32. Dangerous printf

The fragment is taken from TortoiseSVN project. The code contains an error that PVS-Studio analyzer diagnoses in the following way: V618 It's dangerous to call the 'printf' function in such a manner, as the line being passed could contain format specification. The example of the safe code: printf("%s", str);

BOOL CPOFile::ParseFile(....)


When you want to print or, for example, to write a string to the file, many programmers write code that resembles the following:

fprintf(file, str);

A good programmer should always remember that these are extremely unsafe constructions. The thing is, that if a formatting specifier somehow gets inside the string, it will lead to unpredictable consequences.

Let's go back to the original example. If the file name is "file%s%i%s.txt", then the program may crash or print some rubbish. But that's only a half of the trouble. In fact, such a function call is a real vulnerability. One can attack programs with its help. Having prepared strings in a special way, one can print private data stored in the memory.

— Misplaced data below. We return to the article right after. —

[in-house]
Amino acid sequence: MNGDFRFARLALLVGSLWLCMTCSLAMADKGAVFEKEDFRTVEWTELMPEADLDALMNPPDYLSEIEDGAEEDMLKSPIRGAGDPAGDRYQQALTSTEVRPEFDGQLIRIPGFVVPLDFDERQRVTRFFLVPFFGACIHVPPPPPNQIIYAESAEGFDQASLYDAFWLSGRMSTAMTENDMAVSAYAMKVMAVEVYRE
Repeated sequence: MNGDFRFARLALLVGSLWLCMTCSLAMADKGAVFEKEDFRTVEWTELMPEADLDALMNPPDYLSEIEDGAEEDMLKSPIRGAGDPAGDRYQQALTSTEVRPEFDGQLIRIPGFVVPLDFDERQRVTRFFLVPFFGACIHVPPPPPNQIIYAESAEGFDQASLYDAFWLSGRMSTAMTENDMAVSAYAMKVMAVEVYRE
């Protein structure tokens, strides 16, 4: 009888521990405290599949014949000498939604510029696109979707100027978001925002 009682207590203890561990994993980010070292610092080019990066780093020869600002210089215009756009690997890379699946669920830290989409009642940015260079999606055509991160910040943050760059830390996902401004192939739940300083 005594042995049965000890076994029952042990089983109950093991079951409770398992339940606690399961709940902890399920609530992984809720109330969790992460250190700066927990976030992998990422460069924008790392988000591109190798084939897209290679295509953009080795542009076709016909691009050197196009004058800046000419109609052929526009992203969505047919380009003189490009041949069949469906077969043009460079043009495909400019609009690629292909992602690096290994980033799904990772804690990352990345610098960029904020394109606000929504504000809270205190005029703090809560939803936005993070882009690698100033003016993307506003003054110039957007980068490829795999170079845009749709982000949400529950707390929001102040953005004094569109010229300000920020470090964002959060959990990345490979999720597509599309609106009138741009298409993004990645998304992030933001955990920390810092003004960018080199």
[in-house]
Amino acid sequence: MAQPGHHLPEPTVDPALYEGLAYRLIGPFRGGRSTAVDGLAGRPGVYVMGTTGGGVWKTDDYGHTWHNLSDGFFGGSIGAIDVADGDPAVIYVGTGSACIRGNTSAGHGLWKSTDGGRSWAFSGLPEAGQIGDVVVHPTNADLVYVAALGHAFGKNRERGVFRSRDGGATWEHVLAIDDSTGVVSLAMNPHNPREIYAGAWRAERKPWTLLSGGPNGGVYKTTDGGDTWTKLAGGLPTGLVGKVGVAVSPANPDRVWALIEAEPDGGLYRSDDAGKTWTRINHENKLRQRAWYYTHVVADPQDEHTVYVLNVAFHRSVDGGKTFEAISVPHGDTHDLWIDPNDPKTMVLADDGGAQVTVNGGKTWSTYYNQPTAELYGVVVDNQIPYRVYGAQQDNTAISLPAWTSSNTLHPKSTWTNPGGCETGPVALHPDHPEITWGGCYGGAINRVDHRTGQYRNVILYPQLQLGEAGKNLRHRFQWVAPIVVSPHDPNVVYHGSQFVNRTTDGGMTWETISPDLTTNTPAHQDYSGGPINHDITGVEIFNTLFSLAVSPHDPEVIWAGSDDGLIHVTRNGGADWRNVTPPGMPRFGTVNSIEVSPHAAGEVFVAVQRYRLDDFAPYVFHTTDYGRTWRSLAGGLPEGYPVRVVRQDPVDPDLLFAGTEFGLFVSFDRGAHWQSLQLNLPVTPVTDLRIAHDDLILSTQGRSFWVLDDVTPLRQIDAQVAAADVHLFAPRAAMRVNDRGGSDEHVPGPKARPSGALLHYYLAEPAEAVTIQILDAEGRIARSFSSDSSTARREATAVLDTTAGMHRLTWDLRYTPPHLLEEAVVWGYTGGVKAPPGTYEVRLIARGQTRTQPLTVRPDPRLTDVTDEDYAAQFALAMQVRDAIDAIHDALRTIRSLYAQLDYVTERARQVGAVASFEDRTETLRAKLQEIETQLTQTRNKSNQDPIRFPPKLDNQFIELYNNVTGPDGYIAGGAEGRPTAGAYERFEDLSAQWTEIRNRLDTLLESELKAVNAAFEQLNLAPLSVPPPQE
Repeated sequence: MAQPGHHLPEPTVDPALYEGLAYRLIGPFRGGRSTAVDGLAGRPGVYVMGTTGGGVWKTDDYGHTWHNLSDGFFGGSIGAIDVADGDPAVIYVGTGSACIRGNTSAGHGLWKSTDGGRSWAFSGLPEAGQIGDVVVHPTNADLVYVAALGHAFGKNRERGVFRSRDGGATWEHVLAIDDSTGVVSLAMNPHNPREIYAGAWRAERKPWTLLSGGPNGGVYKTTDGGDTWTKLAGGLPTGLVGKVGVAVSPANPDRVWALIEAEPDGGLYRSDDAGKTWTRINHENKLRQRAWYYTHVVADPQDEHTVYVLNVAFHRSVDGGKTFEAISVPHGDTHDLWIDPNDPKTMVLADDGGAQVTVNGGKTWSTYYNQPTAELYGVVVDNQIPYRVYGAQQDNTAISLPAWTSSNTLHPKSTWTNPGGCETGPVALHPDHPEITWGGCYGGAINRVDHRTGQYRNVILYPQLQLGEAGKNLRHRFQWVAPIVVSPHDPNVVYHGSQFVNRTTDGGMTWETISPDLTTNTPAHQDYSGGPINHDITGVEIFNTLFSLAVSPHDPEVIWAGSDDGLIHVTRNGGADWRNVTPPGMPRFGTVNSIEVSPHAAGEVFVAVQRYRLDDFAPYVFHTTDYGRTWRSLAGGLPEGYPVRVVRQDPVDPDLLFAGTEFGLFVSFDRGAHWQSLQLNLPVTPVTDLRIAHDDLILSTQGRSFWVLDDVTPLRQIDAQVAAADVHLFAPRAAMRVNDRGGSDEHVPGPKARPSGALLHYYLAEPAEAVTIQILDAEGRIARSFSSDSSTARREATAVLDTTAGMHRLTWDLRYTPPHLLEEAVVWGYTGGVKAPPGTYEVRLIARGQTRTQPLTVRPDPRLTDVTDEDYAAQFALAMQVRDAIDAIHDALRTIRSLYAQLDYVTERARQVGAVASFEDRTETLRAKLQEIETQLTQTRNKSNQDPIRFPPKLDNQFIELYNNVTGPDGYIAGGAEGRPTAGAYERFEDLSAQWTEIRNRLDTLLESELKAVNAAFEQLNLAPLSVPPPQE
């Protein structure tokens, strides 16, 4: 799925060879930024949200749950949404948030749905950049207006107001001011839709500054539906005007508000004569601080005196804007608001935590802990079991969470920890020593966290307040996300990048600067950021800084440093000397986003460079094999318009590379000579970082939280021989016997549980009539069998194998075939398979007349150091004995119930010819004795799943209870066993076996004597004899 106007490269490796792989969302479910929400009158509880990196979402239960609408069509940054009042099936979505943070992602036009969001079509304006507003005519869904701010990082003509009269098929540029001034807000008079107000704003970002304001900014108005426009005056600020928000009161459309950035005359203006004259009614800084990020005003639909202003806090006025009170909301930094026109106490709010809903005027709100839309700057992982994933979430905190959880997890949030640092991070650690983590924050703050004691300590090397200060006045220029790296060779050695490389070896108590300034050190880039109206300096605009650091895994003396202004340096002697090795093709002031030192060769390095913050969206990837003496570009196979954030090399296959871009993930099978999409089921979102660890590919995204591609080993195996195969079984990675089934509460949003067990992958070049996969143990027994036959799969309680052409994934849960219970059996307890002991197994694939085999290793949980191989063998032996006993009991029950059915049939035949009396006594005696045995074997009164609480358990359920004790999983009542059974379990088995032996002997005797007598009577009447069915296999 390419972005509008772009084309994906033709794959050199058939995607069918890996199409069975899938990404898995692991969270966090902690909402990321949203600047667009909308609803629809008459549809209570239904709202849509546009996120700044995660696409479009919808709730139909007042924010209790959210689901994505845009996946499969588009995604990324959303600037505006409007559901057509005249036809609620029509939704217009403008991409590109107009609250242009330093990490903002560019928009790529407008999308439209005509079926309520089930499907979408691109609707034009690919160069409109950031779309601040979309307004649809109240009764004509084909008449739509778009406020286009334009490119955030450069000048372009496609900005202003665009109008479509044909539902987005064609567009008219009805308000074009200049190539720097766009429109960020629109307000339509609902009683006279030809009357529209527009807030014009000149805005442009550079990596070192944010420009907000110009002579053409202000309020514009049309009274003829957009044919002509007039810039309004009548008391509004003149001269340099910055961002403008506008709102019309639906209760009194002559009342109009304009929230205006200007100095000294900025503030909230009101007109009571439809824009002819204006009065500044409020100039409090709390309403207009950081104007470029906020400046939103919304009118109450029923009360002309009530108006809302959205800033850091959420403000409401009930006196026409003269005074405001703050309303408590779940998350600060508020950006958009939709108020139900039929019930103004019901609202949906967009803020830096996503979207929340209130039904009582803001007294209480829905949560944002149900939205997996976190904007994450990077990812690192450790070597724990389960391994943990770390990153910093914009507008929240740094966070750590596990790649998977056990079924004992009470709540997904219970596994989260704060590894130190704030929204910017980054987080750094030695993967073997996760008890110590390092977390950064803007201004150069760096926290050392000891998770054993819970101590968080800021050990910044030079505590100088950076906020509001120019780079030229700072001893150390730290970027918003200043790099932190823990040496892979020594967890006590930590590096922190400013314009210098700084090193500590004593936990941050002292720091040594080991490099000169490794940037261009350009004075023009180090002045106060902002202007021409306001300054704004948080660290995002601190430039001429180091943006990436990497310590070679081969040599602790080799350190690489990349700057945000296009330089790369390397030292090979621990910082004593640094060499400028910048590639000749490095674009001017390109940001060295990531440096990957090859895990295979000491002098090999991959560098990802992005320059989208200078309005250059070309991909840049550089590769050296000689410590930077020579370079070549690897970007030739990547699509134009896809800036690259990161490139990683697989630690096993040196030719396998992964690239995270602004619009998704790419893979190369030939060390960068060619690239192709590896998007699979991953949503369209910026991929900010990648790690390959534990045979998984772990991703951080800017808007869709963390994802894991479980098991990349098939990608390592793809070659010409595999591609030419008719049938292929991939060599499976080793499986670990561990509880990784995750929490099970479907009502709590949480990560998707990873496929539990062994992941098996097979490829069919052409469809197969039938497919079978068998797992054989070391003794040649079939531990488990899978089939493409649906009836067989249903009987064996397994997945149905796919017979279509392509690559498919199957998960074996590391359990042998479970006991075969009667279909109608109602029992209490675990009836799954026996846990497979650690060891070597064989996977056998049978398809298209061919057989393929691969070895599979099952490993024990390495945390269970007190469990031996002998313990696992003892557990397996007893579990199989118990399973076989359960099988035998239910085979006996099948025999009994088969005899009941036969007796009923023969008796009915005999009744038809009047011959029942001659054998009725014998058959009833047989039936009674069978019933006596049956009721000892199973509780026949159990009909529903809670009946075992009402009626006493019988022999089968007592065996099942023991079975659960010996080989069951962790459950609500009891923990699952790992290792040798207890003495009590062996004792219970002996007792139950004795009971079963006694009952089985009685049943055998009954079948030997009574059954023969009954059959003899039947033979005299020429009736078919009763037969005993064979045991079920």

More information about these vulnerabilities can be found in this article. Take some time to look through it; I'm sure it will be interesting. You'll find not only theoretical basis, but practical examples as well.

Correct code

printf("%s", File.getloc().name().c_str());


Printf()-like functions can cause a lot of security related issues. It is better not to use them at all, but switch to something more modern. For example, you may find boost::format or std::stringstream quite useful.

In general, sloppy usage of the functions printf(), sprintf(), fprintf(), and so on, not only can lead to incorrect work of the program, but cause potential vulnerabilities, that someone can take advantage of.

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